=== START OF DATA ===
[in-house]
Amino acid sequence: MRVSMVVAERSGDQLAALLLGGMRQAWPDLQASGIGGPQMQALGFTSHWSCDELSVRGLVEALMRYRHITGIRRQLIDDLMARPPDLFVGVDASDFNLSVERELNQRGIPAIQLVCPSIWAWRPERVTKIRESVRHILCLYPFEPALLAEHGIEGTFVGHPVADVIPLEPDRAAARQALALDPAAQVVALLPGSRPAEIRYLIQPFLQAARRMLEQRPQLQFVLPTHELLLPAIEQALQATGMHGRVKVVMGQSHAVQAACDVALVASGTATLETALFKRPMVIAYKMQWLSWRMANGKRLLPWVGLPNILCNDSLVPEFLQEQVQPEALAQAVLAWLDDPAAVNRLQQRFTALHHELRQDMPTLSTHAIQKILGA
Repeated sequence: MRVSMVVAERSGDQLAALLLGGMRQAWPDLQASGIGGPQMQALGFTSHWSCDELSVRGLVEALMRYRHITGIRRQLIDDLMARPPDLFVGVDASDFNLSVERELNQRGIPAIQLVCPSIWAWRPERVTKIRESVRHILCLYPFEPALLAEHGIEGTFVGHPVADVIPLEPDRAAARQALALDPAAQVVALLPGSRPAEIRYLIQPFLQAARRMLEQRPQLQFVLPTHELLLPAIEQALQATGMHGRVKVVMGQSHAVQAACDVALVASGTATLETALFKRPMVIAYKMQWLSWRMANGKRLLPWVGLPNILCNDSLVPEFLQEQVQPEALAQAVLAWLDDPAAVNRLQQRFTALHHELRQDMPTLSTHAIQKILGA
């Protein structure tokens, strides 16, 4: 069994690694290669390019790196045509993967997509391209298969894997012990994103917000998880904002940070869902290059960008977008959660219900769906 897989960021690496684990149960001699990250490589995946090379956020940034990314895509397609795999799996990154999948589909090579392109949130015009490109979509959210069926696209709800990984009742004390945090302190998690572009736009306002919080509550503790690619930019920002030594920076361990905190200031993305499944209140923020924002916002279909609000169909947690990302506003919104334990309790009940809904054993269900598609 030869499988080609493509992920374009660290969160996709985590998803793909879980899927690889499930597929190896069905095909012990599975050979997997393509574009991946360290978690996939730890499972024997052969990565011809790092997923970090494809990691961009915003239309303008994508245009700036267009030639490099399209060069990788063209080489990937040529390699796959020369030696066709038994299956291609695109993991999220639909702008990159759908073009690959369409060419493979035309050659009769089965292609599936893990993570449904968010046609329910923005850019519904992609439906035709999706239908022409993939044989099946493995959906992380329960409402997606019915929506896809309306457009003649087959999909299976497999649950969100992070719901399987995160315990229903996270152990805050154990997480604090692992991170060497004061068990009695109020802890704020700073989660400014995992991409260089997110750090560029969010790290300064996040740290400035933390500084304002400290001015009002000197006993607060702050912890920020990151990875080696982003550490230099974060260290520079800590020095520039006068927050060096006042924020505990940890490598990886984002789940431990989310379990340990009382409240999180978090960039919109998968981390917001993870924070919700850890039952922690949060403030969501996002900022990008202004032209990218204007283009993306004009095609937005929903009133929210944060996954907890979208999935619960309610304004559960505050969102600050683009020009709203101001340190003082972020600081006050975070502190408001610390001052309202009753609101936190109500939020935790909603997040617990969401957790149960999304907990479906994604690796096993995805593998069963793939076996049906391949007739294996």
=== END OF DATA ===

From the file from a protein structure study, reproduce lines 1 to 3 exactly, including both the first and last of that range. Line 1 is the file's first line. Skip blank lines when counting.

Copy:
[in-house]
Amino acid sequence: MRVSMVVAERSGDQLAALLLGGMRQAWPDLQASGIGGPQMQALGFTSHWSCDELSVRGLVEALMRYRHITGIRRQLIDDLMARPPDLFVGVDASDFNLSVERELNQRGIPAIQLVCPSIWAWRPERVTKIRESVRHILCLYPFEPALLAEHGIEGTFVGHPVADVIPLEPDRAAARQALALDPAAQVVALLPGSRPAEIRYLIQPFLQAARRMLEQRPQLQFVLPTHELLLPAIEQALQATGMHGRVKVVMGQSHAVQAACDVALVASGTATLETALFKRPMVIAYKMQWLSWRMANGKRLLPWVGLPNILCNDSLVPEFLQEQVQPEALAQAVLAWLDDPAAVNRLQQRFTALHHELRQDMPTLSTHAIQKILGA
Repeated sequence: MRVSMVVAERSGDQLAALLLGGMRQAWPDLQASGIGGPQMQALGFTSHWSCDELSVRGLVEALMRYRHITGIRRQLIDDLMARPPDLFVGVDASDFNLSVERELNQRGIPAIQLVCPSIWAWRPERVTKIRESVRHILCLYPFEPALLAEHGIEGTFVGHPVADVIPLEPDRAAARQALALDPAAQVVALLPGSRPAEIRYLIQPFLQAARRMLEQRPQLQFVLPTHELLLPAIEQALQATGMHGRVKVVMGQSHAVQAACDVALVASGTATLETALFKRPMVIAYKMQWLSWRMANGKRLLPWVGLPNILCNDSLVPEFLQEQVQPEALAQAVLAWLDDPAAVNRLQQRFTALHHELRQDMPTLSTHAIQKILGA